Ease of online service dog registry pollutes legitimate needs

Service dog handlers hope for tougher restrictions on service dog registries

SAN ANTONIO – Websites allowing anyone to register their dog as a service dog are creating a stigma surrounding people who benefit from legitimate service animals, according to Service Dog Express.

A simple online search can turn up numerous sites that allow users to acquire leashes, vests, certificates, tags and cards that say their dog is a service dog, no documentation or proof required.

Some of the tags say the dog is allowed access to businesses and transportation under federal law.

In some cases, the only thing needed to complete the registry is a credit card payment.

Some of the sites provide a disclaimer saying it is illegal or unethical to register an animal as a fraudulent service dog, but there is nothing stopping someone from doing it.

"It's just really a discredit to the people who need and use these dogs," said Laurie Gawelko, owner and operator of Service Dog Express.

Troy Tallent, a veteran who survived an IED blast in 2005 and now uses a wheelchair, has help from his dog, Katie, to cope with mobility issues, PTSD, anxiety and seizures.

"Two weeks after we got her, she alerted me to a seizure," Tallent said. "We thought it was a fluke. But a couple days later, she alerted me again."

Lora Tompkins has experienced firsthand how fake service dogs can have a very real impact.

"It makes my life and Loki's life more difficult because now we have to take extra steps to prove that we are what we are, that we are that team and we are qualified to be that team," said Tompkins, who lives with Spastic Diplegia Cerebral Palsy.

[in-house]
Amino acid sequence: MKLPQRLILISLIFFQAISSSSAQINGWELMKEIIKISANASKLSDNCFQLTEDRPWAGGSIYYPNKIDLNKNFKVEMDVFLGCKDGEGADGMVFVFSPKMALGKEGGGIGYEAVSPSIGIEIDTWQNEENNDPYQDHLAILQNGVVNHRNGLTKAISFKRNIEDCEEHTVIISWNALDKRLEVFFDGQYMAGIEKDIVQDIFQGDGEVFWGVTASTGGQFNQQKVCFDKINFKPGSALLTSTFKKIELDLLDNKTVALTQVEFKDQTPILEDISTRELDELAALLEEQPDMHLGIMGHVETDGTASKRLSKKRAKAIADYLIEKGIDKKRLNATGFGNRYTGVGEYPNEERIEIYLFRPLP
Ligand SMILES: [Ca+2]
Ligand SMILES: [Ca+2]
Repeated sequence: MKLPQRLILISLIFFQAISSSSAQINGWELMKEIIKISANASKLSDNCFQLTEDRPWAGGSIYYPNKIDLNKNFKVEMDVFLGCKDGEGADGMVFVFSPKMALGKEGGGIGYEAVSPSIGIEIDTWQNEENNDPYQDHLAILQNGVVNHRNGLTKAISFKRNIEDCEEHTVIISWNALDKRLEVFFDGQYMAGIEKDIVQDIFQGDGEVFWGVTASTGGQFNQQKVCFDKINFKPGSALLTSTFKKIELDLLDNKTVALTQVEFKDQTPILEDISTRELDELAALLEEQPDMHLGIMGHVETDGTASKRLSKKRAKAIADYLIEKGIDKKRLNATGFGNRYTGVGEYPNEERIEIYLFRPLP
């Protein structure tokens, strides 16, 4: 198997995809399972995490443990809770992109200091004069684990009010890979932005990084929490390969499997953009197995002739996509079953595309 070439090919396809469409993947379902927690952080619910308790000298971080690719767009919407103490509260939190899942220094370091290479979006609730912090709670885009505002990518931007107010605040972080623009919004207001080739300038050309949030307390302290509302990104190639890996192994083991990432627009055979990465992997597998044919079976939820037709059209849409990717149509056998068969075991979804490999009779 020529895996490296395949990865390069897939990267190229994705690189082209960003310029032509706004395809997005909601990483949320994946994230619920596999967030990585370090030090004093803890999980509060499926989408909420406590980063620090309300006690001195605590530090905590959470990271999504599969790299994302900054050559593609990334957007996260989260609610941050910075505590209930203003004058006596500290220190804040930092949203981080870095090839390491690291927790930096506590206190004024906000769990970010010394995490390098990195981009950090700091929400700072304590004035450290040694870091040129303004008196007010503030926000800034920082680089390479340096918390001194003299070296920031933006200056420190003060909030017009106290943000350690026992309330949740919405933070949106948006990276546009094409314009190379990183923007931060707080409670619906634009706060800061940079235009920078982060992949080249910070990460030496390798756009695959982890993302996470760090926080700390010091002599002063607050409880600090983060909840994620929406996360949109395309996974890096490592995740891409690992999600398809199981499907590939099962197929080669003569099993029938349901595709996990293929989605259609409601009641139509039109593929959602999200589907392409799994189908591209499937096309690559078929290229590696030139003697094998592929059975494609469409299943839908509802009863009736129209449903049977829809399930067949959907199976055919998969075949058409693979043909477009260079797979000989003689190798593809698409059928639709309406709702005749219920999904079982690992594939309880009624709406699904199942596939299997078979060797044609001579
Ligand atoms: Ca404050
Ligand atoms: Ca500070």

"There are a number of people who bring their dogs in and can buy vests off the website, and ID tags off websites, and bring them in and the dogs do end up doing things like barking excessively or showing aggression," Gawelko said.

There is no national service dog registry that is federally regulated under the Americans with Disabilities Act.

In fact, there is no such thing as a certified service dog. The ADA requires dogs be trained to perform tasks to help with a disability, but it does not stipulate how a dog should be trained. The ADA allows an owner to train their own dog.

Businesses are allowed to ask customers with service dogs two questions: Is the dog a service dog required because of a disability, and what work or task has the dog been trained to perform?

The ADA does not call for penalties for someone who tries to use a fake service dog. Under Texas law, a maximum fine of $300 or community service could be required if a business denies access to someone with a valid service dog or for "improper use of an assistance animal."

George Powers with the Southwest ADA Center at TIRR Memorial Hermann in Houston believes strengthening service dog requirements could restrict access to service dogs for those with legitimate needs.

Powers added that someone intent on abusing the rights of service dogs will find a way, despite any restrictions in place.

Tallent, Tompkins and fellow Service Dog Express client Anthony Pottebaum hope to see service dog registry websites regulated so that those "cheating the system" can no longer do so.

"Do the right thing. If you need a service dog, go through the right services. If not, leave your dog at home," said Pottebaum.

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